4 minute read

This tutorial describes how a machine learning classifier, random forest, can be used in a data driven approach to residual selection.

The method is described in detail in the publication “Residual Selection for Consistency Based Diagnosis Using Machine Learning Models” published at IFAC Safeprocess 2018 in Warszaw, Poland. Find the full paper at https://doi.org/10.1016/j.ifacol.2018.09.547.

All code and data to generate the plots below are included in full in the in the provided examples suite in the toolbox distribution, in the examples/TestSelection directory.


A common architecture of model-based diagnosis systems is to use a set of residuals to detect and isolate faults. In many cases there are more possible candidate residuals than needed for detection and single fault isolation and key sources of varying performance in the candidate residuals are model errors and noise. This tutorial demonstrates an approach that combines a machine learning model, random forest, with diagnosis specific performance specifications to select a high performing subset of residuals. The approach is illustrated using an industrial use case, an automotive engine, and it is shown how the trade-off between diagnosis performance and the number of residuals easily can be controlled.

The use case is an automotive engine where model-based techniques has been used to
generate residuals. See the use-case for full details how the residuals are generated; the only difference here is that more fault modes are considered. In this tutorial, the residuals have been generated and saved in a file so there is no need to generate the data.

Problem formulation

The problem to be solved is to select a subset of the 42 residuals that have been generated, preferably a small subset, that have similar diagnosability performance as the full set of 42 residuals.

The system and residuals

In the dataset there are 42 generated residuals for the no-fault mode and 7 different fault modes. Below are 7 of the residuals plotted for the 7+1 different fault modes.


The red residuals correspond to cases where the residual should, structurally, raise an alarm and the blue where there should be no alarm. All residuals are normalized such that a threshold of 1 correspond to a fixed false-alarm probability.

It is clear that not all residuals that should raise an alarm, i.e., the red residuals, react and therefore this information can be of use to select residuals. The figure below show, for each residual, what is the probability of an alarm alarm probability

structural fault isolation matrix The ideal fault isolation performance of the 42 generated residuals are summarized in the structural fault isolation matrix. From this matrix it is clear that, even if the model is perfect, it is not possible to isolate the fault fw_af from the others, although it can be detected. This information is important to take into consideration when looking for a subset of residuals that can achieve diagnosability performance that is similar to the full set of 42 residuals.

Residual performance of the full set of residuals

The confusion matrix below shows the performance of the full set of 42 residuals. This shows the probability that a fault is a diagnosis, given an injected fault. In an ideal case, the confusion matrix should be 100% all along the diagonal. Clearly, as indicated by the structural fault isolation matrix above, this is not possible.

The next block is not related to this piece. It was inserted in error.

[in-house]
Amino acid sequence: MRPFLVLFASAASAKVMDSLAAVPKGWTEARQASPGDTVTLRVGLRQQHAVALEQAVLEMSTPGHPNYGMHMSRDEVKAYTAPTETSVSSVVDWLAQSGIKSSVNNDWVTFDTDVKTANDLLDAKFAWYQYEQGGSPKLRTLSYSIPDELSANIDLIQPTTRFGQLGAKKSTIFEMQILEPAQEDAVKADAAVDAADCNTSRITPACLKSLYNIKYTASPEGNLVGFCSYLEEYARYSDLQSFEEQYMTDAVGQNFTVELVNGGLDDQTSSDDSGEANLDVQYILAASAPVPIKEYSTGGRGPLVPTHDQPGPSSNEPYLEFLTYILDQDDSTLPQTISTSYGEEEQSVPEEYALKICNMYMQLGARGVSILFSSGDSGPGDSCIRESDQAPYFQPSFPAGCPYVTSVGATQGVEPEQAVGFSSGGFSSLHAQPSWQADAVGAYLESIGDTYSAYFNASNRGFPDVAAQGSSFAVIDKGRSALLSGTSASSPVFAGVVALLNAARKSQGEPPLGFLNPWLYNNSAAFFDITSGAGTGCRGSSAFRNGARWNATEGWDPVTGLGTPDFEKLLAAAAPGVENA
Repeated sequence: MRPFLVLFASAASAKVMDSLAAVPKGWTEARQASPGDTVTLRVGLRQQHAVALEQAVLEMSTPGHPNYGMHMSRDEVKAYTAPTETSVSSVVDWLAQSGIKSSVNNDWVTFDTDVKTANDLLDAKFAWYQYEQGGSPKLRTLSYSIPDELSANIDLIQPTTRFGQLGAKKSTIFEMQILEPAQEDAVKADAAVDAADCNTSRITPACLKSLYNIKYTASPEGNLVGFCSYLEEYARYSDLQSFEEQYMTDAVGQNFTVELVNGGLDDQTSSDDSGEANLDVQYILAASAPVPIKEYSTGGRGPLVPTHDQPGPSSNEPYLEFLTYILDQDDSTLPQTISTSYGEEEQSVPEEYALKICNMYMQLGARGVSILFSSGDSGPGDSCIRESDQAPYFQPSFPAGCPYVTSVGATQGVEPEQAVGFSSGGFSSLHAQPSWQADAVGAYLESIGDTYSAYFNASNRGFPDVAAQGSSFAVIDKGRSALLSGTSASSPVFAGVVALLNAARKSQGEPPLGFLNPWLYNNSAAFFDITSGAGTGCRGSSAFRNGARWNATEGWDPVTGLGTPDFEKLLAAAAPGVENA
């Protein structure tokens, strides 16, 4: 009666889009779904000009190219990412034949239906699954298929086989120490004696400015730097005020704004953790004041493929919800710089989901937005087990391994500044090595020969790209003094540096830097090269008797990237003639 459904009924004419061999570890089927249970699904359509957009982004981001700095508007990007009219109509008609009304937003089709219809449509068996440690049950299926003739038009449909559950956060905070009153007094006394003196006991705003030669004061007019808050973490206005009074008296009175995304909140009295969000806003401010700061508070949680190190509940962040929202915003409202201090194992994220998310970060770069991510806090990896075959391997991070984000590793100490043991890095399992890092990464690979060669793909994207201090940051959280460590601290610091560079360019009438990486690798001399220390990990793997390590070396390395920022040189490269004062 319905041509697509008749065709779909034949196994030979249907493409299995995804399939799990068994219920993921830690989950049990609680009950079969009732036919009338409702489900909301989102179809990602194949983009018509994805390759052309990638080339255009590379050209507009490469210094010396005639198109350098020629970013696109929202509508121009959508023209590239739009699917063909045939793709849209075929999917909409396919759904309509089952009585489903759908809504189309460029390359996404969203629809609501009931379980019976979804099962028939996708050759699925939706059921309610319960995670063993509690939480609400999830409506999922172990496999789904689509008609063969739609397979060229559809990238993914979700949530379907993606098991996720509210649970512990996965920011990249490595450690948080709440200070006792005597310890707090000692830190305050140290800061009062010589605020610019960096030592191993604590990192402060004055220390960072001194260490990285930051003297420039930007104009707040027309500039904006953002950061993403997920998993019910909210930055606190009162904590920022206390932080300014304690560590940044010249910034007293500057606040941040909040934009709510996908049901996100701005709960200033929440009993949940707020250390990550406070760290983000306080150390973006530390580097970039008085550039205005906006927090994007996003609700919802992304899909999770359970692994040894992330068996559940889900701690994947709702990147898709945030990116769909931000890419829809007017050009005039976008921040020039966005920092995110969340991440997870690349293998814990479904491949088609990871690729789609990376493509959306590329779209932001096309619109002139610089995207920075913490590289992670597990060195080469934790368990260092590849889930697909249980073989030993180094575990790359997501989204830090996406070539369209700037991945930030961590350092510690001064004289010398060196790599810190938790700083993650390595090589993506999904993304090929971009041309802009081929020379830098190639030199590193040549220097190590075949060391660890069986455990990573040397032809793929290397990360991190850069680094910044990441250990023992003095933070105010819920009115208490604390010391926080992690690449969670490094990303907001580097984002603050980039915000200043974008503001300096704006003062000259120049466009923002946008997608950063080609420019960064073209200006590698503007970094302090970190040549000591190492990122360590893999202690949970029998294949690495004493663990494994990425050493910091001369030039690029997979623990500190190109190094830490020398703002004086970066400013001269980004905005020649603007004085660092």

performance of the full set of residuals

The figure is generated using the code

[~, C] = DiagnosesAndConfusionMatrix(thdata);
PlotConfusionMatrix(C, thdata.modes);
title('Fault isolation performance matrix, all 42 residuals');

where thdata is a Matlab structure with the data, the fault signature matrix, and definition of fault modes. This performance is the goal, i.e., choose a subset of residuals such that the confusion matrix is as similar as possible to the confusion matrix above.

Residual selection approach

The Random Forest test selection algorithm is called as

[result, C, rf, Crf, oobErr] = RandomForestTestSelection(thdata, 200);

where the parameter 200 indicates how many decision trees to be built in the random forest approach. The outputs architecture

  • result - A structure with the result of the selection approach. The structure have the fields
    • sortidx: A sorted list of indices to residuals with the most important residuals first.
    • pfa : Performance curve for the false alarm probability
    • pmd : Performace curve for missed detection
    • pfi : Performance curve for fault isolation
    • pmfi : Maximal isolation performance per fault mode
    • residualimportance : List of relative residual importance.
  • C - A confusion matrix when computing consistency based diagnoses using all residuals.
  • rf - The random forest object
  • Crf - The confusion matrix for the random forest classifier.
  • oobErr - Out-of-bag error rate

After building the random forest, a sorted list of residual/test importance can be plotted with the code

title('Out-of-Bag Permuted Predictor Importance Estimates');

generating the plot

residual importance

This plot indicates the order in which residuals should be selected. To determine how many to select, the performance curves computed is useful. The code

plot([result.pmd, result.pfa, result.pfi])
legend('Missed detection probability', 'False alarm probability', ...
       'Fault isolation errors')
xlabel('Number of selected residuals')

generates the plot

residual importance

which indicates that full performance is acheived after approximately 12 selected residuals. Then, selecting 12 residuals in the order according to the ranking above gives a confusion matrix that compares with the confusion matrix obtained when using all residuals.

12 residual Performance


The illustrated approach, a procedure with little tuning, the number of residuals was reduced from 42 to 12 and still achieving almost identical diagnosis performance.